Things have been pretty quiet over here at the blog lately. Between end-of-summer festivities and the start of a new school year, it’s just been awfully busy around here lately. But I decided to take a little time and write about some of what I’ve been reading and listening to this summer.
City of Mirrors by Justin Cronin
If you’re into post-apocalyptic fiction, then you’re probably already aware of Cronin’s masterful Passage series. I picked up a copy of The Passage a few years ago during a weeklong intensive course in Abilene and I devoured it in a week (all 700+ pages of it). City of Mirrors is the long-awaited conclusion to Cronin’s centuries-spanning trilogy in the wake of a viral epidemic (and I mean “viral” quite literally). I won’t give away any of the plot details but this final installment was satisfying on so many levels. Cronin swings for the fences here, aiming at a narrative that works at a meta-level while still delivering epic action and a gratifying end for our favorite characters. In my opinion, he nailed the ending. A great summer read that poses thoughtful questions about life, myth, civilization, and our deep-seeded narratival nature.
The Name of the Wind and The Wise Man’s Fear by Patrick Rothfuss
A couple of good friends recommended this series to me after I wrapped up City of Mirrors. Rothfuss’s tale of Kvothe, a valiant adventurer narrating his story to a young scribe, has more of an “old world” feel to it, much like Martin’s A Song of Ice and Fire series. But it’s everything you want in a good story. I just completed the second entry in the trilogy and I can’t wait for the final chapter to be released. If you’re a fan of Martin’s work, you should slip seamlessly into Rothfuss’s fully alive universe.
Sabbath as Resistance: Saying No to the Culture of Now by Walter Brueggemann
So far, my favorite non-fiction read of the summer. Brueggemann has loomed large in academic theological circles for decade. But this highly accessible little volume deftly weaves biblical insight with pastoral sensibility to produce a prophetic word for an anxious, over-worked culture. Brueggemann gives the Sabbath back to us, not as a commandment so much as an invitation to life:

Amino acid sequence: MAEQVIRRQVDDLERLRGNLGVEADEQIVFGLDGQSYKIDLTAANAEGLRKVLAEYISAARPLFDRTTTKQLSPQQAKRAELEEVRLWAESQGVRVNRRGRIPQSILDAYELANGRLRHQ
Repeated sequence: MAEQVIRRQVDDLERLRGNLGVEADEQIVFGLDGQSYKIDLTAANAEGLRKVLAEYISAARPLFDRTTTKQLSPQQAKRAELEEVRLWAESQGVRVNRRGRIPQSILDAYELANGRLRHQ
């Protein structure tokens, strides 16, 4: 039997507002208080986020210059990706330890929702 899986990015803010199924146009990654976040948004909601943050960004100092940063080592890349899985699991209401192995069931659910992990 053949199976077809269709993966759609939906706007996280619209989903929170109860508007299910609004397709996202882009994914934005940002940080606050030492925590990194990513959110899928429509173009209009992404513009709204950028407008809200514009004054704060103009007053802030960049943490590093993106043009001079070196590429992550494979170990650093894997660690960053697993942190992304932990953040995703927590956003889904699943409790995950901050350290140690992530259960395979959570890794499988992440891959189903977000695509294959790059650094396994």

“The way of mammon (capital, wealth) is the way of commodity that is the way of endless desire, endless productivity, and endless restlessness without any Sabbath. Jesus taught his disciples that they could not have it both ways.”
Elsewhere, Brueggemann notes, “Moses knows that prosperity breeds amnesia.” We see, then, the practice of Sabbath rest as an act of resistance and remembering, keeping the deity of commerce and produce at bay as we embrace the Lord of rest. The book itself is not cumbersome either, an embodiment of the rest toward which Brueggemann directs us. Read these life-giving words.
Up, Up, and Away: The Kid, The Hawk, Rock, Vladi, Pedro, Le Grand Orange, Youppi!, The Crazy Business of Baseball, and the Ill-fated but Unforgettable Montreal Expos by Jonah Keri
You’ll have to forgive the clunky title. Keri, of Grantland and Baseball Prospectus fame, compiles an oral history of baseball’s red-headed stepchild, the doomed-from-the-start Montreal Expos. This thorough expose (sorry) is immersive and completely fascinating. This was my baseball read this summer and I wasn’t disappointed. Hardcore baseball fans need to read this one.
A Moon Shaped Pool by Radiohead
I’ve always followed Radiohead from somewhat of a distance. I liked their 90s stuff, but somewhere around Kid A, they kind of lost me. I just struggled to “get” their turn-of-the-millennium stuff. I loved In Rainbows; not so much King of Limbs. But this is the first Radiohead release I consumed in “real time” and I’m pretty sure it’s my Album of the Year. First, the music. This is some of the most beautiful music they’ve produced to date, accented by Jonny Greenwood’s haunting string arrangements. But the real draw here is the message. Filled with evocative allusions to paranoia and panic (what else would you expect from Radiohead), “Burn the Witch” is the most prescient song of 2016. No other set of songs so perfectly encapsulates our collective angst and fears more than this one.